The commission, led by former acting CIA director Michael Morell, said the recommendations were designed to increase transparency, accountability and oversight at the NSA.

    “Right now, since there have been no abuses and almost all the court decisions on this program have held that it’s constitutional, I really don’t know what problem we’re trying to solve by changing how we do this,” he said, saying the debate was sparked after “somebody stirred up the crowd.” That’s a reference to Snowden, who was granted asylum in Russia.

  14. Tomi Engdahl says:

    Yes, the BBC still uses FTP. And yes, a Russian crook hacked the server
    Convenient file-store a convenient target for crook touting access

    A BBC FTP server was compromised by a Russian hacker and access to it touted online, say computer security researchers.

    FTP is a 1970s vintage protocol for transferring information in bulk over the internet; its use is discouraged because usernames and passwords to log into accounts are sent over the network unencrypted, although there are ways to establish secure connections.

    The hacked service was used by reporters to file material from the field, and by advertisers to upload video to BBC Worldwide channels.

  15. Tomi Engdahl says:

    U.S. to China: We Hacked Your Internet Gear We Told You Not to Hack

    The headline news is that the NSA has surreptitiously “burrowed its way into nearly all the security architecture” sold by the world’s largest computer networking companies, including everyone from U.S. mainstays Cisco and Juniper to Chinese giant Huawei. But beneath this bombshell of a story from Der Spiegel, you’ll find a rather healthy bit of irony.

    After all, the United States government has spent years complaining that Chinese intelligence operations could find ways of poking holes in Huawei networking gear, urging both American businesses and foreign allies to sidestep the company’s hardware. The complaints grew so loud that, at one point, Huawei indicated it may abandon the U.S. networking market all together. And, yet, Der Speigel now tells us that U.S. intelligence operations have been poking holes in Huawei networking gear — not to mention hardware sold by countless other vendors in both the States and abroad.

    “We read the media reports, and we’ve noted the references to Huawei and our peers,” says William Plummer, a Huawei vice president and the company’s point person in Washington, D.C. “As we have said, over and over again — and as now seems to be validated — threats to networks and data integrity can come from any and many sources.”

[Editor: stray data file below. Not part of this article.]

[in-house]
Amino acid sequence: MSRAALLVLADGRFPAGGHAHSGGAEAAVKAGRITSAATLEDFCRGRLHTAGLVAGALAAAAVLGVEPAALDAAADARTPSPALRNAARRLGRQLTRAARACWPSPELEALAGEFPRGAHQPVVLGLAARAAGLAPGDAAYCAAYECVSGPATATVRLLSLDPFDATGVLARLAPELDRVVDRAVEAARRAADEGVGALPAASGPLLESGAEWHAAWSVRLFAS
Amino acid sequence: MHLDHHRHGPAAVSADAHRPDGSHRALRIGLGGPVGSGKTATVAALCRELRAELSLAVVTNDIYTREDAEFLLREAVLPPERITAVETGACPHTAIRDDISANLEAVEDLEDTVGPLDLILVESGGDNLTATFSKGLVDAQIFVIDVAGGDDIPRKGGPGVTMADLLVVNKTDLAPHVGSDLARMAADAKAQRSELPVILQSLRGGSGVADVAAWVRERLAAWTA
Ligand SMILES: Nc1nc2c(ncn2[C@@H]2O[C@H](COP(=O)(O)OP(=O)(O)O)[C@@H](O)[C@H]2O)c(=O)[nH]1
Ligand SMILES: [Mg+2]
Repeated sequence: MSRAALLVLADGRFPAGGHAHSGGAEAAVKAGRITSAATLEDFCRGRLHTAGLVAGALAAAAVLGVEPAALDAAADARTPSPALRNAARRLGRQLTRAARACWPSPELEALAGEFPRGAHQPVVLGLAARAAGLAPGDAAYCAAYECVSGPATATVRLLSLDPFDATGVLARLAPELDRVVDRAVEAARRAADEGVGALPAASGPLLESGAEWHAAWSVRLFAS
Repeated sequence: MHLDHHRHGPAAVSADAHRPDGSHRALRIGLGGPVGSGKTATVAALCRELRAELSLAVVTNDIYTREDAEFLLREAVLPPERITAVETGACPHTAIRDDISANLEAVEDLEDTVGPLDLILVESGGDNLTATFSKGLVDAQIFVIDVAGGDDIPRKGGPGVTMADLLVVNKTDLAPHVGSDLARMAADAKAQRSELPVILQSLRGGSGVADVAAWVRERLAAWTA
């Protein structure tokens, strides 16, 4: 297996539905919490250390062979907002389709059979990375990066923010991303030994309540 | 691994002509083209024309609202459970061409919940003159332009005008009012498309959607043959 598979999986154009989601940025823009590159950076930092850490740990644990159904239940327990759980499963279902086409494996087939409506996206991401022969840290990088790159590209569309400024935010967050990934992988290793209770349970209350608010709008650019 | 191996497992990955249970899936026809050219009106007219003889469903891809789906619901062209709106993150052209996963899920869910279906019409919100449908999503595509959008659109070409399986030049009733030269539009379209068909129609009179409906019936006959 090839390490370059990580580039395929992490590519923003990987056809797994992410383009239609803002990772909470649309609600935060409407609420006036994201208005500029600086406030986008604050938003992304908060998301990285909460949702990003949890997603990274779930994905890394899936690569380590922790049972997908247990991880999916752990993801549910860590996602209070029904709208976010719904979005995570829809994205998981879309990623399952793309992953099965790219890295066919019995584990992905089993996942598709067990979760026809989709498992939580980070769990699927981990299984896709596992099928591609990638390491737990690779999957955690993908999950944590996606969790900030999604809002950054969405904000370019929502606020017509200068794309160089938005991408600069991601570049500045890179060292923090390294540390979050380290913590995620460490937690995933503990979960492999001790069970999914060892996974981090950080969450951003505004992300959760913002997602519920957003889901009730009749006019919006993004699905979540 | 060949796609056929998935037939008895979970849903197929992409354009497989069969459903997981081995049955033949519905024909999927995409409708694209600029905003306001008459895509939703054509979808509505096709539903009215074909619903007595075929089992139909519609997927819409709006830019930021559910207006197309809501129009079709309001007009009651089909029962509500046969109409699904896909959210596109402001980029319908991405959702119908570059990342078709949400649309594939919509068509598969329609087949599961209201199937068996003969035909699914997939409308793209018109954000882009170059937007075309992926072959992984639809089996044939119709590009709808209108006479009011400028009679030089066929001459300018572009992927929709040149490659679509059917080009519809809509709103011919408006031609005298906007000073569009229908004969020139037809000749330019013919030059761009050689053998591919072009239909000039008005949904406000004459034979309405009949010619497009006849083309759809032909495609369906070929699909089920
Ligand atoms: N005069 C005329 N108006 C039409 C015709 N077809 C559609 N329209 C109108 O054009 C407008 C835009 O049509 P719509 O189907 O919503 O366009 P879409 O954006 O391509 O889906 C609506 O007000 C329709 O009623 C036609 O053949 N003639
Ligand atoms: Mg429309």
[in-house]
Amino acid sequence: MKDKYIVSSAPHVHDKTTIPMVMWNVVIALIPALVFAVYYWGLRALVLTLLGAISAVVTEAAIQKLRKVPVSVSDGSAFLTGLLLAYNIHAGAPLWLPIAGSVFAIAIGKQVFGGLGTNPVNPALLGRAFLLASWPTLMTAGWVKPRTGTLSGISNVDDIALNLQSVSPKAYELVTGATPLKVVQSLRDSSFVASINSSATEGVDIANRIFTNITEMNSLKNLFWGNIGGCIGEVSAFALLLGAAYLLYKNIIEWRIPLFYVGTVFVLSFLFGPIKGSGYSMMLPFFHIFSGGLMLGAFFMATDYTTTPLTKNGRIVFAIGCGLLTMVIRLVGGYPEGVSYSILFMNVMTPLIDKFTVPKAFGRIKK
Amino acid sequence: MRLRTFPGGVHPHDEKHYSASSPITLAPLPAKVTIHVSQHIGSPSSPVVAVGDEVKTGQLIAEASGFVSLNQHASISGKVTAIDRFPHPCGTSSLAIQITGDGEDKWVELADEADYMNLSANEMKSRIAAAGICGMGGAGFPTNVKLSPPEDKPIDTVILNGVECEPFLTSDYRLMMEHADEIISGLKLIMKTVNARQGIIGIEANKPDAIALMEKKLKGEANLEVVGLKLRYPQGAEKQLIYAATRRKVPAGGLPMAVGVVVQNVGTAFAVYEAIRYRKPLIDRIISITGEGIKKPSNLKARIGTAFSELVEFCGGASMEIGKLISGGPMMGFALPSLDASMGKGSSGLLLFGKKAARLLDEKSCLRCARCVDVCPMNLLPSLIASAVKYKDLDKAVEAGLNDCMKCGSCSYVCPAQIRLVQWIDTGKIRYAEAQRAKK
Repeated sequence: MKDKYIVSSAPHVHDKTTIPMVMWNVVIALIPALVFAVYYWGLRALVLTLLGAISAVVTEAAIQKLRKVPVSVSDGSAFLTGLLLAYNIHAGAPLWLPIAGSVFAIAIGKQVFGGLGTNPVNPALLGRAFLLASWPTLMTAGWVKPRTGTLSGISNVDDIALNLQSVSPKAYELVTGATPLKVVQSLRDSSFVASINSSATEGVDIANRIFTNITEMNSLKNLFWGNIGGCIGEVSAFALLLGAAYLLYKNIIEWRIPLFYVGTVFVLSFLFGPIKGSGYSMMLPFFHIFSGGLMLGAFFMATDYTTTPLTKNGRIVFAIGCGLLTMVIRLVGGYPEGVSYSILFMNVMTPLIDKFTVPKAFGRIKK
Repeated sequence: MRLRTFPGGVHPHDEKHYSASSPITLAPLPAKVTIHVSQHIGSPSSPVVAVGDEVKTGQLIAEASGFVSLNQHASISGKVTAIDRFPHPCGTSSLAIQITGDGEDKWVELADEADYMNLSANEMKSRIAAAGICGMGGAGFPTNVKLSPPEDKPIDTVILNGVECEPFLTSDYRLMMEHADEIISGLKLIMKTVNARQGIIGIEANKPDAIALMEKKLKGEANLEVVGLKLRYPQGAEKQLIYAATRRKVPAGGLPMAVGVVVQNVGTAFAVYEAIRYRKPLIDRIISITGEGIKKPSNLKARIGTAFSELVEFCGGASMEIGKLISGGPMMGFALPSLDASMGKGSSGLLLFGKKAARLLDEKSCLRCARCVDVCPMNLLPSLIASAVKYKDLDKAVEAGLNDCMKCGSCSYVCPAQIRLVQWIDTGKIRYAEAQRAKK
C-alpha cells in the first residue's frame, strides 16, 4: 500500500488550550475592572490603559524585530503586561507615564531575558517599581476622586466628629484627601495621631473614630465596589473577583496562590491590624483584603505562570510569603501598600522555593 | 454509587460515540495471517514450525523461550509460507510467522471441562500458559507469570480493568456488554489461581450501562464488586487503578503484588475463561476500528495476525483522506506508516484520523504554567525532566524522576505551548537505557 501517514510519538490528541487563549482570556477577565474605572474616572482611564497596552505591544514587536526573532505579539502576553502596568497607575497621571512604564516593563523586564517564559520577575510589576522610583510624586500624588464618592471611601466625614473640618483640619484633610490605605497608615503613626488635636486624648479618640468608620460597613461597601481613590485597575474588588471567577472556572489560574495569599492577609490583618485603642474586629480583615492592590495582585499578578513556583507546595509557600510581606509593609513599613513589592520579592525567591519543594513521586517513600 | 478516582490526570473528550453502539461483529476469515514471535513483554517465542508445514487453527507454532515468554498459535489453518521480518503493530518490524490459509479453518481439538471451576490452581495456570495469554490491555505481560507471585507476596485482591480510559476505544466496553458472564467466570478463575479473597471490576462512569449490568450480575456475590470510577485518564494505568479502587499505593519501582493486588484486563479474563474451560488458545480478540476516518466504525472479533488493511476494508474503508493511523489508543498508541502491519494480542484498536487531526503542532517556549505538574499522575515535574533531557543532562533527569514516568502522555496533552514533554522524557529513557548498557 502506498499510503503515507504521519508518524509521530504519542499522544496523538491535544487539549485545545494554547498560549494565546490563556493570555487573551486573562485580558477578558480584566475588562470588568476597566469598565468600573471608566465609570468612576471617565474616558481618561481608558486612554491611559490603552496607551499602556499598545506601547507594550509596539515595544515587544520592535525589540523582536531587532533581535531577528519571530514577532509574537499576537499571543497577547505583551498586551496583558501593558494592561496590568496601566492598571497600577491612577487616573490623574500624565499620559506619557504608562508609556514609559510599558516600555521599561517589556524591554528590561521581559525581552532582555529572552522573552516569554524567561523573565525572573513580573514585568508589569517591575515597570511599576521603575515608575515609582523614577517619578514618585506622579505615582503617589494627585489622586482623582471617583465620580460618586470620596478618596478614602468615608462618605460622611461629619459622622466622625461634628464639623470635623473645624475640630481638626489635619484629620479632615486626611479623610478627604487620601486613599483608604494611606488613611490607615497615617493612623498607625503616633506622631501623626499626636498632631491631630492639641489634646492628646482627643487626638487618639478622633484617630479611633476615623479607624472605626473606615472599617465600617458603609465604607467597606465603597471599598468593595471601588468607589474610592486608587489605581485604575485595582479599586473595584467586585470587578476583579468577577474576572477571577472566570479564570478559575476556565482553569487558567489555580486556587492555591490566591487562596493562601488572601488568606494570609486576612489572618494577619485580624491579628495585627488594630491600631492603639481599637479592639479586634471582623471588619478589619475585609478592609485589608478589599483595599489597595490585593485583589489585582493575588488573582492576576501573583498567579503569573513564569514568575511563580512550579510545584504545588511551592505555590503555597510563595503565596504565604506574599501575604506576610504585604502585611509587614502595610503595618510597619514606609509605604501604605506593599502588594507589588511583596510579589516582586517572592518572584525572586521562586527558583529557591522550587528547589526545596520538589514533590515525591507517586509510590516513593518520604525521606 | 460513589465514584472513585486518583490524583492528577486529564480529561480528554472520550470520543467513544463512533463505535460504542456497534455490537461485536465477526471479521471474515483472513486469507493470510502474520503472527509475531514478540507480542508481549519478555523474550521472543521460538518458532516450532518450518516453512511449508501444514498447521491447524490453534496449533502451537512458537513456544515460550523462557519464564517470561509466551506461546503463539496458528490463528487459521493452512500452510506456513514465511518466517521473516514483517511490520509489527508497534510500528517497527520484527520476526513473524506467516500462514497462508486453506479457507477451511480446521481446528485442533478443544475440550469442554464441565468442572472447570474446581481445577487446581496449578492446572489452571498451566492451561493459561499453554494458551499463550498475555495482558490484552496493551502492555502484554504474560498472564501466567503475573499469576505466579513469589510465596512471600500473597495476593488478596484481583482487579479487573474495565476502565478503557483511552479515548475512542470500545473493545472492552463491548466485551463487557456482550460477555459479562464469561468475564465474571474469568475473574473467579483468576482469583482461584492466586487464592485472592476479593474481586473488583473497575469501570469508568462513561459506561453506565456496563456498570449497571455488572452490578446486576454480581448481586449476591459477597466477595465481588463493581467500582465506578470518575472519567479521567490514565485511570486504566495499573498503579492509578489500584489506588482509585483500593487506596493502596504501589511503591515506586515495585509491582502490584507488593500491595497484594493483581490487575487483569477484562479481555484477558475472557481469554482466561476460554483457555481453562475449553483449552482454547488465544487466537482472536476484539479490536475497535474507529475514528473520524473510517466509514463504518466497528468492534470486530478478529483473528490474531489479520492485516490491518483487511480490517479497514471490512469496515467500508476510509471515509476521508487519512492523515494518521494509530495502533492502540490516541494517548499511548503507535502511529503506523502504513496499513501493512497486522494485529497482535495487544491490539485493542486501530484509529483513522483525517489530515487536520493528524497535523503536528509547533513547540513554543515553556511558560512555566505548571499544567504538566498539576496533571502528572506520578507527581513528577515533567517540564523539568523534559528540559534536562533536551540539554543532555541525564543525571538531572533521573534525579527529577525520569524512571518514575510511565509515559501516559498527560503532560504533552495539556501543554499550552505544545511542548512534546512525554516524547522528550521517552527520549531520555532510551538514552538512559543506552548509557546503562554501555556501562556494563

16. Tomi Engdahl says:

    Apple Denies Working with NSA on iPhone Backdoor

    Apple just responded to newly released documents claiming that the U.S. National Security Agency has a method for gaining backdoor access to its iPhone. It says it has never worked with the agency, and is unaware of the alleged program targeting the iPhone known as DROPOUTJEEP.

    The program was disclosed in a trove of documents leaked yesterday and shared by the security researcher Jacob Appelbaum and the German news magazine Der Spiegel.

  17. Tomi Engdahl says:

    Orange to take legal action after report of spying via its cable

    Orange (ORAN.PA) is preparing its legal response to a report alleging the U.S. National Security Agency (NSA) accessed customers’ data transmitted by a submarine cable partly used by the French telecoms operator.

    German website Spiegel Online said it had seen documents showing the NSA had tapped telecoms data from the cable running from Marseille to North Africa and Asia.

    Orange uses the submarine cable along with 13 other telecoms companies, which collectively operate the cable.

  18. Tomi Engdahl says:

    Skype social media platforms hacked by ‘Syrian Electronic Army’

    The social media platforms of Skype have been hacked by a group claiming to be the Syrian Electronic Army (SEA).

    The group posted anti-surveillance messages, including a message telling people not to use email services of Microsoft, the owner of Skype.

    It claimed “they are monitoring your accounts and selling the data to the governments”.

  19. Tomi Engdahl says:

    How the NSA hacks PCs, phones, routers, hard disks ‘at speed of light’: Spy tech catalog leaks
    It’s not as bad as you thought – it’s much worse

  20. Tomi Engdahl says:

    Dual_EC_DRBG Backdoor: a Proof of Concept

    “Dual_EC_DRBG is an pseudo-random number generator promoted by NIST in NIST SP 800-90A and created by NSA. This algorithm is problematic because it has been made mandatory by the FIPS norm (and should be implemented in every FIPS approved software)”

    ” It is quite obvious in light of the recent revelations from Snowden that this weakness was introduced by purpose by the NSA. It is very elegant and leaks its complete internal state in only 32 bytes of output”

  21. Keeping Your Data Private From the NSA « Tomi Engdahl’s ePanorama blog says:

    [...] over the NSA’s controversial PRISM surveillance program (check the latest comments on my Security trends for 2013 article) after top-secret slides detailing the massive electronic surveillance programme were [...]

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  23. apc says: